Aug. 29-30 at the Stockbridge Cabaret in Stockbridge, MA
Oct. 11 with the Binghamton Philharmonic Pops in Binghamton, NY
Oct. 20 at the 14th Annual New York Cabaret Convention in New York, NY
Jan. 31, 2004 in Sibling Revelry in Boston, MA
Feb. 8, 2004 in Sibling Revelry in Riverfront, IL
May 1, 2004 in Sibling Revelry in Orono, ME
May 8, 2004 in Sibling Revelry in Purchase, NY
Barbara Cook in Concert: Sept. 7-8 at the Ravinia Festival in Chicago, IL
Sept. 13 at the Tulsa Opera House in Tulsa, OK
Sept. 20 in Bethlehem, PA; concert with Marilyn Horne
Oct. 3 at Symphony Hall in Boston, MA; concert with Marilyn Horne
Nov. 22 at Carnegie Hall in New York, NY
Patti LuPone in Concert:
Aug. 5 at the Mann Center for the Performing Arts in Philadelphia, PA ("Coulda, Woulda, Shoulda")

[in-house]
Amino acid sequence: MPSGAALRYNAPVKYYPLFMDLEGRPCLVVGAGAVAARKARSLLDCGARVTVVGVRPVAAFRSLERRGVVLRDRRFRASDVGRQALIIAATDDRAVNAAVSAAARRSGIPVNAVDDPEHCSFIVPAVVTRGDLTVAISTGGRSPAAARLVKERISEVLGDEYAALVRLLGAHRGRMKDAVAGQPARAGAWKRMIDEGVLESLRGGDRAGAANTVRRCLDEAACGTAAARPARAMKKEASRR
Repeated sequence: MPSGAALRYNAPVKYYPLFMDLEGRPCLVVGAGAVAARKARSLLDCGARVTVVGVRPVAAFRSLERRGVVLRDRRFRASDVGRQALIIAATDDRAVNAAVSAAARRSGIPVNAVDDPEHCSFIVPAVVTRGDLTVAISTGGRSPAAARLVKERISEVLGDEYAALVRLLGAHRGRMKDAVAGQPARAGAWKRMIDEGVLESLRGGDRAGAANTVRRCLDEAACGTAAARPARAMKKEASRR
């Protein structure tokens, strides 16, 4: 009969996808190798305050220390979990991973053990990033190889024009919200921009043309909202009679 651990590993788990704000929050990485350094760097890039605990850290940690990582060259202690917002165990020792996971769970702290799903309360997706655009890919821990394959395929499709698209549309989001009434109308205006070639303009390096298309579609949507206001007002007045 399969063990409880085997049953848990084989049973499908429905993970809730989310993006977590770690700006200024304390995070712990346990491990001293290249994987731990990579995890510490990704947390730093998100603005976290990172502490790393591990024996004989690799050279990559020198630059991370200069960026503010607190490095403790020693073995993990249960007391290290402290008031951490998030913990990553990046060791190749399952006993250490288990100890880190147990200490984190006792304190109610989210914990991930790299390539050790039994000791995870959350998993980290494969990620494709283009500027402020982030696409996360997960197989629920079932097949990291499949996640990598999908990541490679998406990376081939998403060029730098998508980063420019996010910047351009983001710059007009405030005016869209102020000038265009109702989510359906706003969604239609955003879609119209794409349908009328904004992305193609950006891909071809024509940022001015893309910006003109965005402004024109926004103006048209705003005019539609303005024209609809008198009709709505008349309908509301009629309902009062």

Aug. 22-23 in Passion at the Ravinia Festival in Highland Park, IL
Oct. 25 at Symphony Hall in Boston, MA (“Coulda, Woulda, Shoulda”)
Nov. 7-9 with the Houston Symphony ("Coulda, Woulda, Shoulda")
Jan. 23, 2004 at the Eissey Campus Theatre in Palm Beach Gardens, FL
Jan. 24, 2004 at Florida Atlantic University in Boca Raton, FL
Feb. 27-29, 2004 at the Myerhoff Hall in Baltimore, MD
March 12, 2004 at the New Jersey PAC in Newark, NJ
March 13 at the McCarter Theatre in Princeton, NJ
Karen Mason in Concert:
Aug. 8 at the Gala Opening of the Chicago Theater Festival in Chicago, IL
Aug. 15-16 at Odette's in New Hope, PA
Aug. 18 at the King Kong Room in New York, NY
Oct. 4 with the Chicagoland Pops Orchestra at the Rosemont Theatre in Rosemont, IL
Oct. 18 at the Emelin Theater in NY
Nov. 15 at the New Jersey Performing Arts Center in Newark, NJ
Christiane Noll in Concert
Aug. 28 San Diego, CA with San Diego Symphony
Aug. 29 San Diego, CA with San Diego Symphony
Aug. 30 San Diego, CA with San Diego Symphony
Oct. 11 Chattanooga, TN with Don Pippin
Dec. 31 Des Moines, IA with Des Moines Symphony & Brad Little
Well, that’s all for now. Happy diva-watching!